I have to admit, Purim is bothering me this year. The seemingly unending number of social, cultural, and political ills that plague the world make it hard to feel light and frivolous. Quite the opposite, I’m feeling heavy and distressed. And yet, here we are — it’s Purim, and frivolity and fun are what’s called for.
One of the questions I’ve been asking myself in the lead-up to Purim is, how do we teach our children about the holiday? Of course, we need to teach them the story and its lessons — and give them an experience of genuine unbridled festivity and joy. But aren’t we also responsible for making them aware of the big picture, for good and for bad? And how do we do that, without getting too heavy on them or frightening them?
So we leave out the hard stuff. We generally don’t do a full reading of the Megillah, at least not in English. And that’s what’s bothering me this year.
The early Zionists called the Purim parade in Tel Aviv the Ad La Yada “until you don’t know” — referring to the so-called “mitzvah” to drink until you can’t distinguish between “blessed be Mordechai” and “cursed be Haman.”
This year, no amount of royal wine can blot out the memory of Haman or Amalek.
This year, the distinction between good and evil is so stark and obvious that “observing” ad la yada feels morally reprehensible. Purim this year feels to me like a very sober experience.
We know there’s a dark side to Purim; that’s nothing new. A full reading of the Megillah reveals a brutal coda to the story — when the Jews of Shushan take vengeance on their enemies and slaughter 75,000 souls.
I’m reminded of the story of Yeshayahu Leibowitz, the Orthodox Israeli scientist and philosopher. Leibowitz was once was asked whether he would consider living outside Israel. He allegedly responded that, no, he would not, one reason being that Israel was the only place where he never had to celebrate Purim. On Purim, he could be in Jerusalem (a walled city), and the next day he could travel to Tel Aviv. Thus, he never had to read the Megillah nor drink to celebrate an act of bloody revenge.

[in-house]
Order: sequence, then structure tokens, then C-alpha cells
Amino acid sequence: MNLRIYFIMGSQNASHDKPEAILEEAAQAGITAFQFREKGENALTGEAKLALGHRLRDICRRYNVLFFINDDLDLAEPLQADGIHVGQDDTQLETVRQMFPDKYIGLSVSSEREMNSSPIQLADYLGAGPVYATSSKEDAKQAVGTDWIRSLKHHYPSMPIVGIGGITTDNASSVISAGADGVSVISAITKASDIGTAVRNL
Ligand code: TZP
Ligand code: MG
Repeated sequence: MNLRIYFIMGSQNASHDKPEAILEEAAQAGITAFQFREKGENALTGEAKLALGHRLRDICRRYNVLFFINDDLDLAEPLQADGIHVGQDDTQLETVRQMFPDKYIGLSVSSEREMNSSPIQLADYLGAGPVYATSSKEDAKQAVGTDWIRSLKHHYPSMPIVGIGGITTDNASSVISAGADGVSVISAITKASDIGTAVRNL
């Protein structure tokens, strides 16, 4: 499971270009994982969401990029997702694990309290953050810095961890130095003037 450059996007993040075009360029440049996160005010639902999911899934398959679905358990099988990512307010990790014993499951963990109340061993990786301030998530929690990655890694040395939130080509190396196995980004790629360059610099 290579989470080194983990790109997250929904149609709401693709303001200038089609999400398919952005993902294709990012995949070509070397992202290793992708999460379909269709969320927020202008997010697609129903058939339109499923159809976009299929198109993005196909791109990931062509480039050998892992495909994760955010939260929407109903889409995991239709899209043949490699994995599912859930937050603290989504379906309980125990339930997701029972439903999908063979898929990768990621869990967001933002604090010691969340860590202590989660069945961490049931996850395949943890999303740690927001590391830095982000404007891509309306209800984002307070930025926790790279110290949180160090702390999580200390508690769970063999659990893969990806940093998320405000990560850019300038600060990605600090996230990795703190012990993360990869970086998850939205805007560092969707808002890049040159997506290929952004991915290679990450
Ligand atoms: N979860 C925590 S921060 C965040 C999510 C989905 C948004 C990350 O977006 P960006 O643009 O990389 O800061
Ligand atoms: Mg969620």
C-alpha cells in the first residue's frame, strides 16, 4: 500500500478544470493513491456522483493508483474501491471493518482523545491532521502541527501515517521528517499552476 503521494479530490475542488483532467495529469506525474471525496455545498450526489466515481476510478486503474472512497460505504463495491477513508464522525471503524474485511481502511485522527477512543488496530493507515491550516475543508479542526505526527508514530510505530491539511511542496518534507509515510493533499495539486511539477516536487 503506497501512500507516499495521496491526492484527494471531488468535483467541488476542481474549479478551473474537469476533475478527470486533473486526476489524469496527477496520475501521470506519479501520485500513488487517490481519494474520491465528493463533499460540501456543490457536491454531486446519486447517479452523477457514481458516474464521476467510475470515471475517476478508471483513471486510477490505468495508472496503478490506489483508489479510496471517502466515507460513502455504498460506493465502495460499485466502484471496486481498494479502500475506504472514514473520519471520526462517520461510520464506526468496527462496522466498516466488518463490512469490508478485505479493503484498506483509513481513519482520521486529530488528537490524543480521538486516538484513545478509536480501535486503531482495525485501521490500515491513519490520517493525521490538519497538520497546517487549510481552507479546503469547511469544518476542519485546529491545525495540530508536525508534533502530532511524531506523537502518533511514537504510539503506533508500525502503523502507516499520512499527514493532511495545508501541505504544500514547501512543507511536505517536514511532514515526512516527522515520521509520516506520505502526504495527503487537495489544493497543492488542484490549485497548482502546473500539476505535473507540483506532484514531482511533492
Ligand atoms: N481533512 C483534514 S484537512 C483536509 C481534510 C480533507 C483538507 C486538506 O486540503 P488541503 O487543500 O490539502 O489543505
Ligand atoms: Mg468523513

The point of this story isn’t the clever way Leibowitz dodged Purim, but his statement about the challenging and painful aspects of the Purim story.
Children must have their innocence and costumes and fun —we owe them that — and we should enjoy some frivolity, too — to a point. When the world is constantly and horrifically hafuch, when moral standards are so upside-down and topsy-turvy, Ad La Yada feels, to me, like a betrayal of those who are suffering, of those who are victims of very real manifestations of Haman and Amalek.
So why not edit out the ugliness at the end of the Megillah? The late Bishop John Spong, in a book entitled Sins of Scripture, insists that it’s our responsibility to confront — again and again, over and over — the dark chapters of the Bible, lest we become complacent about the same painful realities that exist in the world in our day.
Yehuda Amichai warns about this very same thing in a powerful poem called, “From the Book of Esther I Filtered the Sediment”:
“From the Book of Esther I filtered the sediment
of vulgar joy, and from the Book of Jeremiah
the howl of pain in the guts. And from
the Song of Songs, the endless
search for love. And from the Book of Genesis,
the dreams and Cain. And from Ecclesiastes,
the despair, and from the Book of Job: Job.
And with what was left, I pasted myself a new Bible.
Now I live censored and pasted and limited and in peace.”
We don’t live in a neat, tidy, and sanitized world. Life isn’t like that. Be it the end of the Megillah, or the painful realities of racism and injustice, war on Ukraine, violence and oppression wherever it may be (including in our own hearts toward the other), let us confront these ills with sober judgment and unwavering commitment to tikkun olam. As Mordechai says to Esther: …perhaps you have attained to royal position for just such a crisis.” (Esther 4:14)
May our approach to living allow us to hold the pain and the joy together — may this be the life lesson we teach our children, in truth but with a light touch — so that we may celebrate the good in good conscience —and even raise a toast “to life!” l’chaim!
Rabbi Arnie Gluck
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